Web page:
SnapShot: The Bold and the Blended (Compass Box)

Our SnapShot series continues with an exploration of a company we’ve long been curious about: Compass Box Whisky. They have been on our proverbial radar for years but we only recently dipped our toes in with bottles of the Great King Street “Glasgow” and The Peat Monster. One reason is not wanting to plunk down the price of a bottle without trying any first, and none of the bars we normally frequent in the metro carry blends. Hey, don’t blame us for having standards. The set featured here is an elegantly put together kit with a snappy foldout attempting to distill the tastes and sources of each whisky into something digestible. It manages to walk the edge between too much for beginners and not enough for the more curious. We tasted the entire set in the space of about an hour in the following order.

Asyla |Link|- Light on the nose. Light pear and apple. Orange or cherry blossom, maybe a little honey. A small nose and very narrow palate of light sweet grain that seems to disappear before you get a proper sense of it. Then a touch of heat blooms in the chest instead of a finish, gone again before you can appreciate it much. Overall, the bland and anonymous flavor profile is disappointing. It’s just forgettable.

Oak Cross |Link|- Nicely floral. A little bit of citrus on the nose. Toast and vanilla too, with a bit of growing smoke after it has sat in the glass for a while. Subtle smokiness on the palate and a finish just at the back of the throat. The palate is surprisingly two-dimensional before the smoke kicks in; there is a gap between the nose and the finish, occupied by a shrug. We like it, but the florals disappear too quickly and you’re just left with this oak backbone until a man with a cigar walks by. Drinkable and pleasant. It pleases, but does not excite. The nose promises, the palate disappoints, and the finish leaves you wondering what just happened. Easy on the eyes, bad in bed.

The Spice Tree |Link|- The nose is less interesting than the palate. Fruit on the nose. Rising green apple with a little time and oxidization. Florals transfer into the palate. Once it sits in the glass a bit, the nose opens with greater perfume and florals like the Oak Cross. The spice is present in the palate, on the back end, and makes you salivate. It’s fruity, appley, with maybe a little raspberry. It benefits from spending time in the glass so all the components mix together better. It’s sweet and gentle. Bespeaks the Old English blandan or blondan (“to mix”), which is arguably from the same root for “blond” and appropriate here, as the color of this blended malt is a vibrant yellow. The dry astringent quality we thought was a gentle smoke actually develops into a heavier smoke. Amazing to think that the raw elements here are the same as those in the Oak Cross.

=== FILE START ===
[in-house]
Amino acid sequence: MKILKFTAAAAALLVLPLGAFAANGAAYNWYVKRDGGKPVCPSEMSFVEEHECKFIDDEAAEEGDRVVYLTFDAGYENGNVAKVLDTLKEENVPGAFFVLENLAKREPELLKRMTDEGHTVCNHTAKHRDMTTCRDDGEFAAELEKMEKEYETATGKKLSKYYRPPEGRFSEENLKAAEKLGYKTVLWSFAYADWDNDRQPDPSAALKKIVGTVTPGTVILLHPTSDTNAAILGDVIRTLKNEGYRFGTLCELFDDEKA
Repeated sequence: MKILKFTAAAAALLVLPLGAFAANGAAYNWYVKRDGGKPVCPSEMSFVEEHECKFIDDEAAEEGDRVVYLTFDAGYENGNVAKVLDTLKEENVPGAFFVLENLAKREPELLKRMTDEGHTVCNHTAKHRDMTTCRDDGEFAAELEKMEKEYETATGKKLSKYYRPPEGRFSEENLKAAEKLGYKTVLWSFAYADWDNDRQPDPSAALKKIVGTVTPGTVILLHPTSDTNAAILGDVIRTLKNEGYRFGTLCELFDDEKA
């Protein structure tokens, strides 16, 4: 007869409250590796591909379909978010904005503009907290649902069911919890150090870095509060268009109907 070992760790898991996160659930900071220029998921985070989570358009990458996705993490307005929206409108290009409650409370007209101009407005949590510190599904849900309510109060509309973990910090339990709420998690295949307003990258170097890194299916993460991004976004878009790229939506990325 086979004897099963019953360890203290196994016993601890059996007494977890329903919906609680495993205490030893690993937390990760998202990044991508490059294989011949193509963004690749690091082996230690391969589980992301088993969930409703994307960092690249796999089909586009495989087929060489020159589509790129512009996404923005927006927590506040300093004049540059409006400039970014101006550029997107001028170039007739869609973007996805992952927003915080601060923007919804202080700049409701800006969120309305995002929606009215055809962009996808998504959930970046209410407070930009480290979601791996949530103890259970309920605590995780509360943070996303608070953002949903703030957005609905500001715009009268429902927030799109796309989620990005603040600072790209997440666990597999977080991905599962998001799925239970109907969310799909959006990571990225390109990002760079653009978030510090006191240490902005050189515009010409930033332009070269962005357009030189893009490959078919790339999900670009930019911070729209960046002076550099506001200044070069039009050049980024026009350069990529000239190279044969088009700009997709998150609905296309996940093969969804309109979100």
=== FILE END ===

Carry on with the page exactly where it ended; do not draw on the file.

The Peat Monster |Link|- This is really fascinating. Strong banana on the front for some of us, but only on the edge do you catch something akin to Ardbeg or Laphroaig. The palate and finish outclass the nose. Islay influences of smoke and peat come on strong but a banana sweetness keeps coming in at the last minute to varying degrees. An unsavory sort of banana too. Not a strong presence but distracting once you realize it is there (sort of how one mention of cat piss entirely ruined the Penderyn for some of us). The fruit is like canned pineapple funk. While smoking a Marlboro. Some of the elements are enjoyable but there is ultimately too much going on and it doesn’t quite gel together as we’d like it to. Like the dump bucket at a whisky tasting. Once the glass is empty, the actual Islay smells are there and very pleasant. Tinged with banana. 

Hedonism |Link|- Vanilla and oak. Like a Scottish bourbon. Orange juice or orange flavoring, maybe orange oil? Bright start and then a fall off. All that bourbon nose disappears once it touches your tongue. A premature finish. Actually, it finishes like a glass of orange juice. It does cause salivation but disappears too quickly. It’s clean, at least. A trace of sweetness and warm citrus on the palate. Like Tropicana left on the counter on a warm day. Normally, if it were not so premature, it’d be a great introduction into Scottish beverages for those who are afraid of scotch but love bourbon. But it dissolves, finishing too quickly.

Conclusions: You might not think so from our above comments, but we were actually really happy to try these whiskies. First, because we fully support the values Compass Box operates under. Working creatively to turn blends into something adventurous and surprising. Challenging convention and tradition where it doesn’t make sense. Rock on! Second, because Compass Box has a stellar marketing department, and we were tempted taste unseen to try these whiskies and see if they matched up with the hype. We simply discovered that we are probably not their target audience. There were a lot of really interesting things going on with the blending and maturation with these whiskies, but none of them managed to go all the way for us except for perhaps the Spice Tree. We talked a good deal about the potential audience for such drinks, especially at the price level many of these occupy. Is a good blended whisky worth as much as a good single malt? Maybe, maybe not, depending on what you’re looking for in your glass. We know a lot of folks love many of the above. Tastes are subjective, after all, and these are only our impressions.